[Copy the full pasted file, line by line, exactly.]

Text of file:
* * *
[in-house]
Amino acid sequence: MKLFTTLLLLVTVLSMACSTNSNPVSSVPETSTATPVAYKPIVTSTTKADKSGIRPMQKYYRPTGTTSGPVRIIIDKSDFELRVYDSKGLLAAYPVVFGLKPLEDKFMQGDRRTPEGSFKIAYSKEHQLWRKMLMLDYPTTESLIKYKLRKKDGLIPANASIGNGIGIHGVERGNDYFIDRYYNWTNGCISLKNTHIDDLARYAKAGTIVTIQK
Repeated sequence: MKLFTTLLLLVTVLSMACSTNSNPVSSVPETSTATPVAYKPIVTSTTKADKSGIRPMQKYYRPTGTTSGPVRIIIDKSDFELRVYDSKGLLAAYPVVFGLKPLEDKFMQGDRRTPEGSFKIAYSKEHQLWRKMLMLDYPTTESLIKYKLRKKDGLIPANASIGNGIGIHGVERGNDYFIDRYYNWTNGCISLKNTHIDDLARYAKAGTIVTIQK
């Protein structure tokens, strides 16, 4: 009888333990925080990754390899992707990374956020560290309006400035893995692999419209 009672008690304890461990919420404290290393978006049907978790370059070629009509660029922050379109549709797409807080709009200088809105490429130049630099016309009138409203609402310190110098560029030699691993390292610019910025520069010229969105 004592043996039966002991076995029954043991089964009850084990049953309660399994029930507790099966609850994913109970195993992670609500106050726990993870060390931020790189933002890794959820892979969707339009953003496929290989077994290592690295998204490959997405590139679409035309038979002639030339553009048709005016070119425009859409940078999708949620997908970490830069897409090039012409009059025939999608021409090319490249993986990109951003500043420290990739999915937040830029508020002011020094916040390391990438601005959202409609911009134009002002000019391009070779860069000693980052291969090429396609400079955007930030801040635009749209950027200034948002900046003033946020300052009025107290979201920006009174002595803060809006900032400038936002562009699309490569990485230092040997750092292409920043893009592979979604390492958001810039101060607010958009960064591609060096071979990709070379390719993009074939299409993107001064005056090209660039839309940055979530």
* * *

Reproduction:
[in-house]
Amino acid sequence: MKLFTTLLLLVTVLSMACSTNSNPVSSVPETSTATPVAYKPIVTSTTKADKSGIRPMQKYYRPTGTTSGPVRIIIDKSDFELRVYDSKGLLAAYPVVFGLKPLEDKFMQGDRRTPEGSFKIAYSKEHQLWRKMLMLDYPTTESLIKYKLRKKDGLIPANASIGNGIGIHGVERGNDYFIDRYYNWTNGCISLKNTHIDDLARYAKAGTIVTIQK
Repeated sequence: MKLFTTLLLLVTVLSMACSTNSNPVSSVPETSTATPVAYKPIVTSTTKADKSGIRPMQKYYRPTGTTSGPVRIIIDKSDFELRVYDSKGLLAAYPVVFGLKPLEDKFMQGDRRTPEGSFKIAYSKEHQLWRKMLMLDYPTTESLIKYKLRKKDGLIPANASIGNGIGIHGVERGNDYFIDRYYNWTNGCISLKNTHIDDLARYAKAGTIVTIQK
């Protein structure tokens, strides 16, 4: 009888333990925080990754390899992707990374956020560290309006400035893995692999419209 009672008690304890461990919420404290290393978006049907978790370059070629009509660029922050379109549709797409807080709009200088809105490429130049630099016309009138409203609402310190110098560029030699691993390292610019910025520069010229969105 004592043996039966002991076995029954043991089964009850084990049953309660399994029930507790099966609850994913109970195993992670609500106050726990993870060390931020790189933002890794959820892979969707339009953003496929290989077994290592690295998204490959997405590139679409035309038979002639030339553009048709005016070119425009859409940078999708949620997908970490830069897409090039012409009059025939999608021409090319490249993986990109951003500043420290990739999915937040830029508020002011020094916040390391990438601005959202409609911009134009002002000019391009070779860069000693980052291969090429396609400079955007930030801040635009749209950027200034948002900046003033946020300052009025107290979201920006009174002595803060809006900032400038936002562009699309490569990485230092040997750092292409920043893009592979979604390492958001810039101060607010958009960064591609060096071979990709070379390719993009074939299409993107001064005056090209660039839309940055979530």